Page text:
Even better is the new gear recalibration system. Now, you can extract a single talens, core attribute, or attribute from a piece of gear and that goes in your Recalibration Library forever. Before, you might find a good stat and never want to reuse it on an item, because then it'd be gone. Now, you're building a library of useful ways to reconfigure your gear. It feels like you're working toward a larger goal, seeing your library beef up. You can also tell on the fly if a piece of found gear has a stat that you need in your Library, meaning you immediately know if you need to keep a piece or discard it.

Warlords of New York isn't without its problems though. While the idea of the hunt is a strong one, the narrative for each rogue Division agent doesn't have time to breathe, because the overall missions themselves are pretty short. I cleaned the entire thing in under 10 hours. I had a number of audio sync issues early on, with character dialog being way off sync. I also had one straight hardlock, where I vaulted up onto a box and was unable to move or access any menus. And ultimately, once you reach the new level cap of 40, you get a brand-new progression system, and without much more time with it, I'm not sure how that will factor in the ongoing endgame.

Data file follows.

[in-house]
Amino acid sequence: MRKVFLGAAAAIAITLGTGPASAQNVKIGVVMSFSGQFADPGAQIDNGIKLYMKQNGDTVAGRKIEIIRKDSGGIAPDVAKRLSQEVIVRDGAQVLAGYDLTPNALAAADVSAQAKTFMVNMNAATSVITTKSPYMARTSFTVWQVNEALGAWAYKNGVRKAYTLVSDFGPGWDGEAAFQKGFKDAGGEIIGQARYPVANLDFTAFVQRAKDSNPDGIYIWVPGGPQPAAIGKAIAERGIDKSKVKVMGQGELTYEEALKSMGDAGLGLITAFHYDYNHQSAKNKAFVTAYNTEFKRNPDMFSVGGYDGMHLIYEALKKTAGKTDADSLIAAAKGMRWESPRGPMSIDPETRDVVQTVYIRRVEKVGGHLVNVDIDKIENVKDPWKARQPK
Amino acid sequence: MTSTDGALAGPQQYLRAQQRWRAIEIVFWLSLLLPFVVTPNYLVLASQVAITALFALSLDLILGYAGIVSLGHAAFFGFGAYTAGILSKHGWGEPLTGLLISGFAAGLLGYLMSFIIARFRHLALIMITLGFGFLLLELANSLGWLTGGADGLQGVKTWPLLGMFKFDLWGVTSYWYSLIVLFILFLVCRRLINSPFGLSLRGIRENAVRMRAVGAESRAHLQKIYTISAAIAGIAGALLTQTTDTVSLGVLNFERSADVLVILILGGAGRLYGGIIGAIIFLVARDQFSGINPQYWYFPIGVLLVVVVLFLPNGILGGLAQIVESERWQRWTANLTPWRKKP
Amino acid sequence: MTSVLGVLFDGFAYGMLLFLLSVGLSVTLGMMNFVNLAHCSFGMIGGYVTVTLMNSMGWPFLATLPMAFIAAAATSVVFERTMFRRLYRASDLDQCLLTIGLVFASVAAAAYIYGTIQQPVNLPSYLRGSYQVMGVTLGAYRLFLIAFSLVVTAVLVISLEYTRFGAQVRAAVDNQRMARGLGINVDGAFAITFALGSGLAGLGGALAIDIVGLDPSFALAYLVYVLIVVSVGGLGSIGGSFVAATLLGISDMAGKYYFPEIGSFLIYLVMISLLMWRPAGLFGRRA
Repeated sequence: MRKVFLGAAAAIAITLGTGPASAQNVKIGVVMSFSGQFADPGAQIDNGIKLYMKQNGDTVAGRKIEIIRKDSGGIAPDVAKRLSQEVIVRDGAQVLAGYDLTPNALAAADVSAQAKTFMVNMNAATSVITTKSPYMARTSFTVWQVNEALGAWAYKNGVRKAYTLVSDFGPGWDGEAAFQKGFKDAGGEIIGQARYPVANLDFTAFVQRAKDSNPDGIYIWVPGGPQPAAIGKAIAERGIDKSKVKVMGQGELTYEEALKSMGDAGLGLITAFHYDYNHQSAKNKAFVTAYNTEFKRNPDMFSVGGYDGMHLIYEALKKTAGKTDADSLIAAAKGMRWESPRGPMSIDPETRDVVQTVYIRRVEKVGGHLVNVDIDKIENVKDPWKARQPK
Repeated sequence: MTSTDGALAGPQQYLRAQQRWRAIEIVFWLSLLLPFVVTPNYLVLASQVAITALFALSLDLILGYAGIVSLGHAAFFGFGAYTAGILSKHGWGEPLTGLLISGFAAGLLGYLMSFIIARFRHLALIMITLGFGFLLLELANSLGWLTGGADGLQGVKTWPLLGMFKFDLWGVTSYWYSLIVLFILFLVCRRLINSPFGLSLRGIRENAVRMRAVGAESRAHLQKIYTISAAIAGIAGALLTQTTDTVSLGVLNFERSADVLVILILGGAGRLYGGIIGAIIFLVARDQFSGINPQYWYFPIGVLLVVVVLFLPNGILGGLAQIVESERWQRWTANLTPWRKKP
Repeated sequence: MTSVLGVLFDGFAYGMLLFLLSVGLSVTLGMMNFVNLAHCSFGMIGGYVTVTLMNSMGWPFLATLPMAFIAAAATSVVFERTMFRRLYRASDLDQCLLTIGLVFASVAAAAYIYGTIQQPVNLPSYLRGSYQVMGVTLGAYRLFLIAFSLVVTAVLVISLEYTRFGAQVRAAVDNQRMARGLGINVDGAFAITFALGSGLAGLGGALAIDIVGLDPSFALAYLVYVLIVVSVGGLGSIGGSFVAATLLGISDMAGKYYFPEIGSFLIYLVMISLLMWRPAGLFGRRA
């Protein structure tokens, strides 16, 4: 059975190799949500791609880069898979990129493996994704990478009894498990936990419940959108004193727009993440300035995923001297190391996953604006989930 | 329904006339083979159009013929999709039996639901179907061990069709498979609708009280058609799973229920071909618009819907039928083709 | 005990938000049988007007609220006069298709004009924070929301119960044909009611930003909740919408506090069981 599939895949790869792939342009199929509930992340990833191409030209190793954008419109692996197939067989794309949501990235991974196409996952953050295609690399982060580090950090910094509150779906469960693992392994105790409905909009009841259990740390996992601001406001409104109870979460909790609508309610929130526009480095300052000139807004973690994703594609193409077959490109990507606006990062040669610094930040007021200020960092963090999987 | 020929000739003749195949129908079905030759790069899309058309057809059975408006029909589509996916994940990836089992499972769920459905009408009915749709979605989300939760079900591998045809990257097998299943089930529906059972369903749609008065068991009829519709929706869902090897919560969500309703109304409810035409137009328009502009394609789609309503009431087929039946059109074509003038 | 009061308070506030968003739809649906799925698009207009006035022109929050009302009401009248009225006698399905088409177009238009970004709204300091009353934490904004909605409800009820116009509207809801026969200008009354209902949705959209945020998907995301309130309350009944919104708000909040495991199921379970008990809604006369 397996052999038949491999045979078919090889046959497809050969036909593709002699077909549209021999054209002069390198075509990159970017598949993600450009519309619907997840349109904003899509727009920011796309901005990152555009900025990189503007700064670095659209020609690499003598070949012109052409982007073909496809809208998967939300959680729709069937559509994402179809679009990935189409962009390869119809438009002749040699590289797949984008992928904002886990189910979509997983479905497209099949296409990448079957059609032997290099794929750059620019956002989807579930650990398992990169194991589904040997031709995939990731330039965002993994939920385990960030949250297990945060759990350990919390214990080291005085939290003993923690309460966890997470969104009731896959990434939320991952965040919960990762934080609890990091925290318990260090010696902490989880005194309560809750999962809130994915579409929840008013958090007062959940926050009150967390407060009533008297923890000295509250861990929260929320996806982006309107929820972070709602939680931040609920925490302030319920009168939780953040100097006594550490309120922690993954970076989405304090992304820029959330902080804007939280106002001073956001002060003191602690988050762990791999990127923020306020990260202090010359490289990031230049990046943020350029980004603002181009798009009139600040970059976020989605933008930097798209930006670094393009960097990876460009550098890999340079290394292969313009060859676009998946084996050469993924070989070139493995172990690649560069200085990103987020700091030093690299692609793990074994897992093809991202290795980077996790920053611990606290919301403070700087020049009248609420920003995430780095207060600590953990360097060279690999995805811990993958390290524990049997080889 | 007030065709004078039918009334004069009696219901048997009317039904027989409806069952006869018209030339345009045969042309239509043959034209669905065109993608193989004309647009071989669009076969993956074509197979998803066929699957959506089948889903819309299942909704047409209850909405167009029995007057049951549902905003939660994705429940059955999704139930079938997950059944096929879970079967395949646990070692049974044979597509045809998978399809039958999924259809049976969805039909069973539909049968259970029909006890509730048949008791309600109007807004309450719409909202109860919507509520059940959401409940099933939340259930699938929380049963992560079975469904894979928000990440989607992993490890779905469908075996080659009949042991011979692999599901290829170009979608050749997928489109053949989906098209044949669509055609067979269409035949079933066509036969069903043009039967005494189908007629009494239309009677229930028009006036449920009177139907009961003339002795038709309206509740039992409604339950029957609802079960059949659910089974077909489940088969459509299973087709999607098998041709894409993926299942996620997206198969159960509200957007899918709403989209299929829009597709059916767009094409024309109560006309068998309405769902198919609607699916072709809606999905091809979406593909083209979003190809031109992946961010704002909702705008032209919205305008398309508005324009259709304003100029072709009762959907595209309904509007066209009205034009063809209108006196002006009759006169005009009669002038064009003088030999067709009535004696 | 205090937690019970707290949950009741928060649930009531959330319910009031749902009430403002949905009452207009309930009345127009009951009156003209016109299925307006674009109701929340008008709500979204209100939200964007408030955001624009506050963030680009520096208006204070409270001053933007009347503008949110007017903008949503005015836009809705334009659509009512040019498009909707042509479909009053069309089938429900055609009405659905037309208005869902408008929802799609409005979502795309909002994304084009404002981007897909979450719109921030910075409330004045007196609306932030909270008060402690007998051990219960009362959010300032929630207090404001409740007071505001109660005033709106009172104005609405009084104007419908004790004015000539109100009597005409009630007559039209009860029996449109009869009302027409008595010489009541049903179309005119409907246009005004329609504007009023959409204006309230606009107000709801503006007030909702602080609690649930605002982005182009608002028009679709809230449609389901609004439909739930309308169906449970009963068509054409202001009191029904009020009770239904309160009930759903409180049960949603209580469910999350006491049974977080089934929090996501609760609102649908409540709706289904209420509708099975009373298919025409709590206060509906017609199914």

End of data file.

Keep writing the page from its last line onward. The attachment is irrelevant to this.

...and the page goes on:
The new loot system is much streamlined. | Mike Williams/USG, Ubisoft

That endgame involves Keener, Lau, and the rest of the cast that Massive has built up to this point, and spins the entire plot into the upcoming Seasons content. So far, I can say I'll probably be more committed to this than I was The Division 2's vanilla endgame.

Where Warlords of New York wins is in its intense focus. I won't miss Washington D.C., partially because you can jump right back to it once you're done with the expansion. Lower Manhattan shows The Division 2 at its current best. Massive knew what to cut, what to beef up, and how long it could sustain what it had. And at the very least, it shows that the studio knows that just having more content isn't what matters. It's having the right content.

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Mike Williams

Reviews Editor

M.H. Williams is new to the journalism game, but he's been a gamer since the NES first graced American shores. Third-person action-adventure games are his personal poison: Uncharted, Infamous, and Assassin's Creed just to name a few. If you see him around a convention, he's not hard to spot: Black guy, glasses, and a tie.